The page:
Valjean manages to drag Marius down to the sewers where he passes out. My sewer pics all came out shaky, so I’ll sum it up like this:
Marius, to be clear, was already unconscious, so he doesn’t notice when Thenardier robs him of his ring. Which is all a bit far-fetched, because c’mon, Thenardier? At that same spot? He’s hanging out in the sewers as well? What business do people have moseying in the Parisian sewage system? They do know what flows there, don’t they? That’s right, the product of many thoroughly enjoyed coq-au-vins and fresh baguettes. Anyway, Thenardier is scared off after he recognizes Valjean and sees him waking up, clearing the stage for Javert. Who is clearly not happy with him trying to escape. Again. But Valjean cannot be bothered with Javert’s threats, throws Marius over his shoulder, and walks away. And Javert watches but does not stop him. It’s quid pro quo time, apparently, though we’ve seen Javert be kindhearted before, when he ordered a ceasefire after Gavroche’s death. But he cannot live with the thought that his main mortal enemy now knows he’s a wuss. With feelings. Gasp! The horror! So on to the suicide scene.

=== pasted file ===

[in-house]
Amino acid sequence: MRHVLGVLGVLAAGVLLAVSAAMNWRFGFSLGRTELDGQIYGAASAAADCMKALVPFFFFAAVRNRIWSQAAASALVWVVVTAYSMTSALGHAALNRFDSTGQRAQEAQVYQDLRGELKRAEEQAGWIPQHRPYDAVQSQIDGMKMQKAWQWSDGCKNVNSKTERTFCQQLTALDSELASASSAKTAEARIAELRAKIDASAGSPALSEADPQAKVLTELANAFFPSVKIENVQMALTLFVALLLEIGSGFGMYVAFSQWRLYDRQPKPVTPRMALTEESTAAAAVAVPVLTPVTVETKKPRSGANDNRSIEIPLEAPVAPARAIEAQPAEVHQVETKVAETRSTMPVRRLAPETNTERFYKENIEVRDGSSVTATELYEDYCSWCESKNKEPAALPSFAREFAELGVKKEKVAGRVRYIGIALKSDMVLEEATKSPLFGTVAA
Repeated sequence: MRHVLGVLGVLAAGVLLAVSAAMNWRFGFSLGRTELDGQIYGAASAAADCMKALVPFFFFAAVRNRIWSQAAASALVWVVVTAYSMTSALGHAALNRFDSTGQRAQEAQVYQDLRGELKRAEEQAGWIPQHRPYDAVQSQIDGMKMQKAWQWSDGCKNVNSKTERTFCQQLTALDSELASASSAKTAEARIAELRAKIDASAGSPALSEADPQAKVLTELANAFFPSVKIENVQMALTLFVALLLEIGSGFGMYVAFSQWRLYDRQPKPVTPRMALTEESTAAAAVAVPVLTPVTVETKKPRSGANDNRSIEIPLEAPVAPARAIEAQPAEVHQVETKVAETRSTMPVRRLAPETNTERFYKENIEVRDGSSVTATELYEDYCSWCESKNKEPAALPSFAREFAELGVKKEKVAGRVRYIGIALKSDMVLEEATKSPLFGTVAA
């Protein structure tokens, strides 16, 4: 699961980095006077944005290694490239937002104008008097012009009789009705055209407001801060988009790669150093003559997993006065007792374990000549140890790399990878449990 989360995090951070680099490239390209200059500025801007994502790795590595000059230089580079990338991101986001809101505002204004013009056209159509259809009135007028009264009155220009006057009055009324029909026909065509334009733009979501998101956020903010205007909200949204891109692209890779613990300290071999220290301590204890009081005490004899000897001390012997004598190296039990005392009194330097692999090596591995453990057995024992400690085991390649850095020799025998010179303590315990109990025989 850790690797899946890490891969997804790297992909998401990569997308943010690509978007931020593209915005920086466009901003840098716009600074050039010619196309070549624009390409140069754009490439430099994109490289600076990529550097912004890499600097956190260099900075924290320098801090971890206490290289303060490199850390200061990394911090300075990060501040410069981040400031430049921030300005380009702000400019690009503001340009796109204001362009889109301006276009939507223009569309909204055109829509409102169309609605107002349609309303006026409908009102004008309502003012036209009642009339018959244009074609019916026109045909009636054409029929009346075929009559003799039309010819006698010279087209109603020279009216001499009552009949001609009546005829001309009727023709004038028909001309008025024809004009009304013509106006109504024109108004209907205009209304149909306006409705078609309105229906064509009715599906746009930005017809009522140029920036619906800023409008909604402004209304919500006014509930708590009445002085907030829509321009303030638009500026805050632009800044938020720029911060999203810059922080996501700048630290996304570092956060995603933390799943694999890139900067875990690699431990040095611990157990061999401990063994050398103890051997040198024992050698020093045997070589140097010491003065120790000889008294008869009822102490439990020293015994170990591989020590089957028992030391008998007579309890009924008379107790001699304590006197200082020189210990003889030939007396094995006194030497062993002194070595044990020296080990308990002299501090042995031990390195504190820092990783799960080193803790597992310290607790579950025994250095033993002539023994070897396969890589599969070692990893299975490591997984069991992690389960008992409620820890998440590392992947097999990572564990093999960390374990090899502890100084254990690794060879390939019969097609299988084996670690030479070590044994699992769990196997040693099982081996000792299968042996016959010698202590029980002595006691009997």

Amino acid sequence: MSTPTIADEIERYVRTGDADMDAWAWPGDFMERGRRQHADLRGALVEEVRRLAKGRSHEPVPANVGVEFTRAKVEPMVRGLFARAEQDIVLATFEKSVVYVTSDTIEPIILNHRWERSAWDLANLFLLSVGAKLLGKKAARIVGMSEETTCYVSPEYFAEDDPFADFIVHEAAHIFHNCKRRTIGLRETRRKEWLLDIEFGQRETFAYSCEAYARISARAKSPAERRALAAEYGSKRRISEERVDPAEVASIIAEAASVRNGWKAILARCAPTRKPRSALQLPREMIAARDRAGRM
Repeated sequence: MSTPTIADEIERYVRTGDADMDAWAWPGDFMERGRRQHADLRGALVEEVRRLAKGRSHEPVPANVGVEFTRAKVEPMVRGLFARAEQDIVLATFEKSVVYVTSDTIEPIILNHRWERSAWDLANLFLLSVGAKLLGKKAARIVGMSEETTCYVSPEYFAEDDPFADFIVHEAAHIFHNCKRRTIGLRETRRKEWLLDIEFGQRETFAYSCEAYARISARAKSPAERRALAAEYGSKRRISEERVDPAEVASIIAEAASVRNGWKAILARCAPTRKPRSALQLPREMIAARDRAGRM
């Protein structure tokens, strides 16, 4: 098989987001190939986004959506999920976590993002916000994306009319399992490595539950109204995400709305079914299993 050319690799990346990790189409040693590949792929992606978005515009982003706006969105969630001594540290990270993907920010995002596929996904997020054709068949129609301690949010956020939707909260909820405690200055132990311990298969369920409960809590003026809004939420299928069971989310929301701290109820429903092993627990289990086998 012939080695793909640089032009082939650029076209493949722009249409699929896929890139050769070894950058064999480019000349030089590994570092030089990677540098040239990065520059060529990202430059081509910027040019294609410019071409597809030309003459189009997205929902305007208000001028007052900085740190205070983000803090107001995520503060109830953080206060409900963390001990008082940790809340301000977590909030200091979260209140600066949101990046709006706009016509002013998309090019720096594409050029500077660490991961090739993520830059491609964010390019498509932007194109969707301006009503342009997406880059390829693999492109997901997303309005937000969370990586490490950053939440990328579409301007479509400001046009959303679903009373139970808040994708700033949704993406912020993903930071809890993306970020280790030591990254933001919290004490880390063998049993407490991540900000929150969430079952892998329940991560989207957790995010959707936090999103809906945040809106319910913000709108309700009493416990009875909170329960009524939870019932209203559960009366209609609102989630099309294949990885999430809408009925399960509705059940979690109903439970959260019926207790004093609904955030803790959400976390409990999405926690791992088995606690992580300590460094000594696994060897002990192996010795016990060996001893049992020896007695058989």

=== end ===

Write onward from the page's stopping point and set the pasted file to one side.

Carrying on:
In the 2012 movie, Javert jumps off a bridge into the Seine. Remember the spine cracking sound when he hit the water? That was disgusting, no? Sam and his director have a more nuanced yet definitely more gut-wrenching approach. In deep distress (magnificently projected by Sam) he reaches for the rope that used to pull the cart in his first opening scene (nice bookending here!) and jumps into the blackout. A scene we won’t easily forget. Nor Sam’s stunning portrayal of Javert.
So the Revolution has failed, and pretty much everyone is dead. Everyone except Marius, Cosette, Valjean and some girls who are mopping up blood in the street.
Time for something uplifting, right? Wrong. Next, Marius comes limping in, plagued by survivor guilt.